7th October 2013
(17 June 1957 - 8 October 2013)
Johnny Jukebox has smashed his last Telecaster through the television screen.
56 is no age to be dying. With Philip’s sad and sadly not unexpected death we sorely miss the old man he should have become and who would undoubtedly have continued to exercise his active and enquiring mind with such passion, purpose and humanity.
He was a fount of musical and literary knowledge without prejudice or disdain for any form. Although his heart was deep in the (musical) theatre he ranged far and wide across the soundscapes and wordscapes of the past for new vignettes, turns of phrase, wonderful changes and blistering guitar solos. And it was work and study and learning in which he found his inspiration; he was a man highly engaged in life, always needing to know and generous with that knowledge. He was generous too with his delivery to an audience. He could never be accused of lacking commitment in performance.
I first met and worked with Philip in Trend Studio in Dublin in February 1977 when we cut ‘Television Screen’, a thrilling, monstrous, racket of a record that almost overtook itself along the way, finishing before it had even ended. Rolling Stone magazine blinked out of the post hippy AOR mist and declared that if all Punk Rock records sounded like this then maybe it had a future. The Radiators – then with the (From Space) appendage – were shaking up the Irish music scene, providing the same inspirational model to the youth of their Ireland that the Sex Pistols did here. They went through trial by press in the shape of NME, toured as openers for Thin Lizzy, whose audiences were often less than enthused, and learnt a lot along the way.
The Radiators’ second album, “Ghostown”, was an inspired piece of musical and literary work mostly driven by Philip’s writing, but beautifully leavened by Pete Holidai’s refined pop sensibility and shared sense of music history. This was the musical relationship that defined them throughout their recording career. “Ghostown” is an epic piece of writing, deep within the Irish tradition and simultaneously rock’n’roll, with all the demons that it spawned. ‘Faithful Departed’ has become a staple of Irish music, comfortably entering the canon, but the album is all of a piece and truly comes to life when listened to as a whole. Philip’s background in musical theatre helped draw together the songs into a coherent whole, without the shoddy notion of ‘concept album’ entering into it.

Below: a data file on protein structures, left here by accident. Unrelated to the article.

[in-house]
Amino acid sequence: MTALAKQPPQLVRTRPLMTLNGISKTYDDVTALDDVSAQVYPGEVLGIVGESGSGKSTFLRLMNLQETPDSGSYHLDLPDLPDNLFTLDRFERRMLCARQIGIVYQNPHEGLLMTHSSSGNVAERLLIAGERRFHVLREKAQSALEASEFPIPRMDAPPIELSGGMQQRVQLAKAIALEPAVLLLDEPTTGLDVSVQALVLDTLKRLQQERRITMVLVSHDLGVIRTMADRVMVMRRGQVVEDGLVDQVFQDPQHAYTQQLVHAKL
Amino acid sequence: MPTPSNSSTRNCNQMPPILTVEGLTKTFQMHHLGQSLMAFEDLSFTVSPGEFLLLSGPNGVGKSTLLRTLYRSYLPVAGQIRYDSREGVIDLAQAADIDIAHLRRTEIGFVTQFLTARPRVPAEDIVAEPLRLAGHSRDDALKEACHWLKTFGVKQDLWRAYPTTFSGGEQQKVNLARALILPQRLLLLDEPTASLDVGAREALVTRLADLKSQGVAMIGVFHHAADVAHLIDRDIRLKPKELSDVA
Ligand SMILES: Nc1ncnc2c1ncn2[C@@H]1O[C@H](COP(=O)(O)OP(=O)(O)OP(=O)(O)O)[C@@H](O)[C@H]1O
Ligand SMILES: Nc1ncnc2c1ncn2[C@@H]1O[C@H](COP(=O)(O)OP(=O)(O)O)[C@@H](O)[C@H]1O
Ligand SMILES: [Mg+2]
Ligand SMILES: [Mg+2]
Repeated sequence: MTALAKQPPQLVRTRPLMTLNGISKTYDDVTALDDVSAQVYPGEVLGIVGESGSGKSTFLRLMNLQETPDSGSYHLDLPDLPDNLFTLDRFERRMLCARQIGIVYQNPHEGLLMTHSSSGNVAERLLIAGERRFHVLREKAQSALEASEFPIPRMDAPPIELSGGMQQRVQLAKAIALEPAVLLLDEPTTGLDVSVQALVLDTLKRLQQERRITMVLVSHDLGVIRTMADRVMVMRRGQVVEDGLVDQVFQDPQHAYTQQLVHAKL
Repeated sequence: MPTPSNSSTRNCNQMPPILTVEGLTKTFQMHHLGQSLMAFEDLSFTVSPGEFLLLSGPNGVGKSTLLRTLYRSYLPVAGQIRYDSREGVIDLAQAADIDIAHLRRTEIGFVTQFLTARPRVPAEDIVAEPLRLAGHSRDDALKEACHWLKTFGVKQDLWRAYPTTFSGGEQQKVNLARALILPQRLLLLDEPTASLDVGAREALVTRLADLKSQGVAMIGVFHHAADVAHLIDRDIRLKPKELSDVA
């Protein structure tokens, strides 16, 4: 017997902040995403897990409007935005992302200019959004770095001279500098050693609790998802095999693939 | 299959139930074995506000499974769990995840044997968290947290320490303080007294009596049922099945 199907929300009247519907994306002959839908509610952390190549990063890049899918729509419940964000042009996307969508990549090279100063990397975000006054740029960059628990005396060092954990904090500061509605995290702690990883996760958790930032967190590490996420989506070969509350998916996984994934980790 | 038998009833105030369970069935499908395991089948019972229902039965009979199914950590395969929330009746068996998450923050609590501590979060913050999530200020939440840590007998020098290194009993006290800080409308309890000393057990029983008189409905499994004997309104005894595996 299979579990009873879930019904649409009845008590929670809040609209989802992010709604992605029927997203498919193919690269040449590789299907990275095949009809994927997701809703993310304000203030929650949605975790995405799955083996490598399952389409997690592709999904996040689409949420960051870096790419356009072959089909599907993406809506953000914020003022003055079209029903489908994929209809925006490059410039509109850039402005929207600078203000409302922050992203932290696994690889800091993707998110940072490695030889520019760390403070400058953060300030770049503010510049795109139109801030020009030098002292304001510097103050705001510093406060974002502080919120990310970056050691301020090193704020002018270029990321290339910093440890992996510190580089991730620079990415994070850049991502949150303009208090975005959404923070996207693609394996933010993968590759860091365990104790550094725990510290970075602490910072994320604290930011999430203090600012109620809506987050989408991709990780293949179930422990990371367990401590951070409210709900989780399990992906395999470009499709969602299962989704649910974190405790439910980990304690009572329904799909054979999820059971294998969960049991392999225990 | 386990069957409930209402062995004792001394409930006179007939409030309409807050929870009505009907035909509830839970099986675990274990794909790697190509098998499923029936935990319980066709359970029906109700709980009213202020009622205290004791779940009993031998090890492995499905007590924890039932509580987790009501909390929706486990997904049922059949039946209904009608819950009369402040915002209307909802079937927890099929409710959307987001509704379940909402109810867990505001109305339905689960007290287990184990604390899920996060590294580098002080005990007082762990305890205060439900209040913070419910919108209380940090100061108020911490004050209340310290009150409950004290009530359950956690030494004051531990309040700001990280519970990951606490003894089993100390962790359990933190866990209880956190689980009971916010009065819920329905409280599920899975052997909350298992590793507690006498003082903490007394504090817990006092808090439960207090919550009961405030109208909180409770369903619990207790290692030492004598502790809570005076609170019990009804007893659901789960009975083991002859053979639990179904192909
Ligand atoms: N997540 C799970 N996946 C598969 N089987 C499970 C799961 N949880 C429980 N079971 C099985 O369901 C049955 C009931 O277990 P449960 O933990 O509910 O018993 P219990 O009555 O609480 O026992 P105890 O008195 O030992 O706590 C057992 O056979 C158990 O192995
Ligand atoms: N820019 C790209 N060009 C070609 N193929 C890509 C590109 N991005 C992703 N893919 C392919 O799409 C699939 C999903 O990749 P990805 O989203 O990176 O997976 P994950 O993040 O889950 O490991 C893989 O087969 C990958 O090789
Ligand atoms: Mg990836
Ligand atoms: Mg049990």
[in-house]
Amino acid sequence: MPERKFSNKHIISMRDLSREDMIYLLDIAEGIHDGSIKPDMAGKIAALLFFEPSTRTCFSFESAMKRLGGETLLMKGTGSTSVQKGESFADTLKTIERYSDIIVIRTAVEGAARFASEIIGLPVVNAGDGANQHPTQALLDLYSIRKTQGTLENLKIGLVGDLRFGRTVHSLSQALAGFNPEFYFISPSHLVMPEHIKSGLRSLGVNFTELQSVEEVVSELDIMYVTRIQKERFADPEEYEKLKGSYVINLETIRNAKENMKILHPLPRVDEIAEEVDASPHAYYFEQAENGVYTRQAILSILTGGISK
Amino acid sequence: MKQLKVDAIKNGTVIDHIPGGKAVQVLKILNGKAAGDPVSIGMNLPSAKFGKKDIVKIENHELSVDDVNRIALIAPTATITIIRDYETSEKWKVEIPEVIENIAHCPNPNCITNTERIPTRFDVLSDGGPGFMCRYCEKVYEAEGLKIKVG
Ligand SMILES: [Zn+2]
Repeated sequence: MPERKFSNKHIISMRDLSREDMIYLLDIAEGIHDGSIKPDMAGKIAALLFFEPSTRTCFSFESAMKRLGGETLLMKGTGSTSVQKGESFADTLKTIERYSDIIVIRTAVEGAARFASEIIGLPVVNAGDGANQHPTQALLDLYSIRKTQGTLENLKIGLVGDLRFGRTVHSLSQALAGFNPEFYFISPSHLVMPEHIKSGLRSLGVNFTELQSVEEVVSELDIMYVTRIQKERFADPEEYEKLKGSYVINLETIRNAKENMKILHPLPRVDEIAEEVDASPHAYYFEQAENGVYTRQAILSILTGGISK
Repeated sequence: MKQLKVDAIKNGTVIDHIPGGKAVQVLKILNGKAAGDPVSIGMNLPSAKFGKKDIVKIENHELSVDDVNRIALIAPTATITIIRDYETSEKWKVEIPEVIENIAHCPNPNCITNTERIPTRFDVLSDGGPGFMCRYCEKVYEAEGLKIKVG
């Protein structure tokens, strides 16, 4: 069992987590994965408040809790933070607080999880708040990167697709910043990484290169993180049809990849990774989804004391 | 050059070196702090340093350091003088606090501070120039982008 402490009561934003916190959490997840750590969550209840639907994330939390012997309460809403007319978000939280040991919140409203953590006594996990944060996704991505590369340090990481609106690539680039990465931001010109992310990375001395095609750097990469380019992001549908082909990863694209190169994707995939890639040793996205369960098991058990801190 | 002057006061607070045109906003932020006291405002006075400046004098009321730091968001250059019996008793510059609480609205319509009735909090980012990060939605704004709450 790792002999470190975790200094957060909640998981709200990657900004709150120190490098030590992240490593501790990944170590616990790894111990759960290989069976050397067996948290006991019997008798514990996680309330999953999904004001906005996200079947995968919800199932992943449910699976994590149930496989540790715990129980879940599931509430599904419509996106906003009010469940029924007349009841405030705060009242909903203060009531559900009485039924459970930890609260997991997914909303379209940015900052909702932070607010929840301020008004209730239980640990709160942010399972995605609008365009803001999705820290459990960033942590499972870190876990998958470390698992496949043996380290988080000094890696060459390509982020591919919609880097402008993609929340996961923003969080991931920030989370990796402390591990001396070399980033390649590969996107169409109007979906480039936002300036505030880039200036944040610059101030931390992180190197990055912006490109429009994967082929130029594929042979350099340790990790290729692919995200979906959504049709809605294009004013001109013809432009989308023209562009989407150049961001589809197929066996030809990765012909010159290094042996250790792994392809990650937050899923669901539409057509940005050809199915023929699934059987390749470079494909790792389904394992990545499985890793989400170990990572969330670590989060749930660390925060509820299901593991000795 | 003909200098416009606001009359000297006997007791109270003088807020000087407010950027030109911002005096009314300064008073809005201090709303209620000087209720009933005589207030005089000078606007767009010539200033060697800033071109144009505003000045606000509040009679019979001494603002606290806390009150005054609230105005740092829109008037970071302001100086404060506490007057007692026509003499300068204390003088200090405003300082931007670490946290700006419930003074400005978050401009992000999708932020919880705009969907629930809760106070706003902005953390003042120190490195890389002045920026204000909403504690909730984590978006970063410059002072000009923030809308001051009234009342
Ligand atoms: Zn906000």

The slight lack of top 10 singles signalled the temporary demise of the Radiators. Philip joined the Pogues and, for a brief period, the wilderness. I didn’t see much of him during that time but then again, neither did he. But I was delighted to get to know him again when he returned.
In his hugely successful Pogues career he often acted as a driving force. ‘Thousands Are Sailing’ echoed the same powerful modern expression of the Irish epic song as ‘Faithful Departed’, showing common purpose between the two bands.
Despite the feeling we had maybe not done as well as we might by them, the Radiators reformed and continued to release their records, made without a hint of nostalgia, on the Chiswick label one way or another over ensuing decades. Two new recordings were created for the first re-issue of Ghostown. ‘Under Cleary’s Clock’ was the missing song from the original sessions. This was Philip’s ‘Dark End Of The Street’, a beautiful song of secret romance about growing up gay in early 70s Dublin. Live, ‘Television Screen’ turned into a tour de force rant against Bush/Blair warmongering with its very direct “Get the fuck out of Iraq” line. Indeed he really did not like what was going down.
From time to time over the last number of years I would get a call from Philip, with a ticket for a West End musical or play; it was invariably worth the night out for a great show, but even more to spend the evening in the company of one of the finest talkers it has been my pleasure to know. Intelligent, informative and entertaining conversation didn’t come much better than with Philip Chevron and it will be a gap in the rest of my life and I am sure in many others.
A great musical and literary voice may now have been silenced but, hopefully, it will be brought to many more people than heard it in its day, as is the way of these things.